In May 2011, a postdoctoral student at Los Alamos National Laboratory named Park Williams set out to predict the future of the dominant iconic conifers of the American Southwest — the Douglas fir, the piñon pine and the ponderosa pine. As the planet warms, the Southwest is projected to dry out and heat up unusually fast — few places will be more punishing to trees. Williams couldn’t rely on climate models, whose representations of terrestrial vegetation remain crudely unspecific. He needed a formula that could accurately weigh the variables of heat, aridity and precipitation, and translate atmospheric projections into a unified measure of forest health.
For decades, all over the planet, heat-aggravated droughts had been killing trees: mountain acacia in Zimbabwe, Mediterranean pine in Greece, Atlas cedar in Morocco, eucalyptus and corymbia in Australia, fir in Turkey and South Korea. A year earlier, a group of ecologists had published the first global overview of forest health. They described droughts whose severity was unequaled in the “last few centuries” and documented “climate-driven episodes of regional-scale forest die-off.” They couldn’t prove causality, but if the warming climate was responsible, they warned, “far greater chronic forest stress and mortality risk should be expected in coming decades.”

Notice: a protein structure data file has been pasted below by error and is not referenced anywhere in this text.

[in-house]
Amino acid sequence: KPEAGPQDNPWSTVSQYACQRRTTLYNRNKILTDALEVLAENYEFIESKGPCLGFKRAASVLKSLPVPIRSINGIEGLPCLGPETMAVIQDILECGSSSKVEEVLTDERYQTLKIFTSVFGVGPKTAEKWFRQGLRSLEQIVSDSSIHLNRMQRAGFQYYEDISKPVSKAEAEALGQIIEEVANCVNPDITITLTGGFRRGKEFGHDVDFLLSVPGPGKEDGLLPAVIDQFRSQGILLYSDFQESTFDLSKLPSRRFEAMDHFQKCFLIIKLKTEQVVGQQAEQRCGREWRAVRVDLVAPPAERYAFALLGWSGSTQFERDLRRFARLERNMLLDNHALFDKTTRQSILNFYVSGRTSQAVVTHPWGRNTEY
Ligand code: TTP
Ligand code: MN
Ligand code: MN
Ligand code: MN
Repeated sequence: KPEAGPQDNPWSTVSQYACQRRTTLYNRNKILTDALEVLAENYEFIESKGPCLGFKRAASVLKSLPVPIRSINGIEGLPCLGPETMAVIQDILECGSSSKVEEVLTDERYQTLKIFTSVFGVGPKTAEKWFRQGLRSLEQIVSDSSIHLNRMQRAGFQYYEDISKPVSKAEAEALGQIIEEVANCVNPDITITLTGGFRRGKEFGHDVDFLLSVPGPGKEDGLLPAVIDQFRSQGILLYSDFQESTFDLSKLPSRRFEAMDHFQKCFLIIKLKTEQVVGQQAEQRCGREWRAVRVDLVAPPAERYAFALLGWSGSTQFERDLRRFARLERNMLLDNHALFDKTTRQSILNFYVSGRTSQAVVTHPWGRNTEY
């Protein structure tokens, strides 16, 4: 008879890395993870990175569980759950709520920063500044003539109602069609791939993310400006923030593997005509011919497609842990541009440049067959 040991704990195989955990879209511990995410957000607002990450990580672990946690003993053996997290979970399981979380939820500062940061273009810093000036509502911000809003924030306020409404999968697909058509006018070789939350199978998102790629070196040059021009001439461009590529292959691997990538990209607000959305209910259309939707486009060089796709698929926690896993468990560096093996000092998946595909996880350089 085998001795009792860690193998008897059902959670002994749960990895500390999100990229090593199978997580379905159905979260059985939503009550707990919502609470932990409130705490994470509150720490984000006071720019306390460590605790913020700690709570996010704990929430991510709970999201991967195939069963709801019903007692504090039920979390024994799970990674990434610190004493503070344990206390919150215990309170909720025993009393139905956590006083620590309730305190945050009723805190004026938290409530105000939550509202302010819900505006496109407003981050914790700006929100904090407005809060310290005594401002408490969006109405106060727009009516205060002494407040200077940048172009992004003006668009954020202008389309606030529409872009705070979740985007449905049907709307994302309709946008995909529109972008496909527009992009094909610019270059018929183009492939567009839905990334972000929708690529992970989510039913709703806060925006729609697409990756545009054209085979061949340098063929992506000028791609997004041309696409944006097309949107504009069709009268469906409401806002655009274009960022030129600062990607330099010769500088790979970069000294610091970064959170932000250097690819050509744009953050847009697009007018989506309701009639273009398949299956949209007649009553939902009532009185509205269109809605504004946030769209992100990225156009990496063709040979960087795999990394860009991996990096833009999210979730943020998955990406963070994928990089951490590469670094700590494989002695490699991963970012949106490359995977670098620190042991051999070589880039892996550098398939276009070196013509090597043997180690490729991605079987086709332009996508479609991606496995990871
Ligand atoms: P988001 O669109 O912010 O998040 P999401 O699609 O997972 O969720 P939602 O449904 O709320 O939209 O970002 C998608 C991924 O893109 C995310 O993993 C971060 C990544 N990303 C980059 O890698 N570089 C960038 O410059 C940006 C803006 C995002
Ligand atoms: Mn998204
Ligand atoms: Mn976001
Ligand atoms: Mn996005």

From a tree’s perspective, excessive heat may be as deadly as lack of water. To photosynthesize, a tree opens pores in its leaves called stomata and inhales CO2. Solar-charged chemical reactions then transform the CO2 into carbohydrates — the raw stuff of leaves and wood. During this process, a fraction of the tree’s internal water supply evaporates through its stomata, creating the negative pressure that pulls water from the soil into the tree’s roots, through its trunk and up to its canopy. But heat juices the rate at which trees lose moisture, and that rate escalates exponentially with temperature — so small temperature increases can cause a photosynthesizing tree to lose dangerous amounts of water. “Forests notice even a one-degree increase in temperature,” says Williams.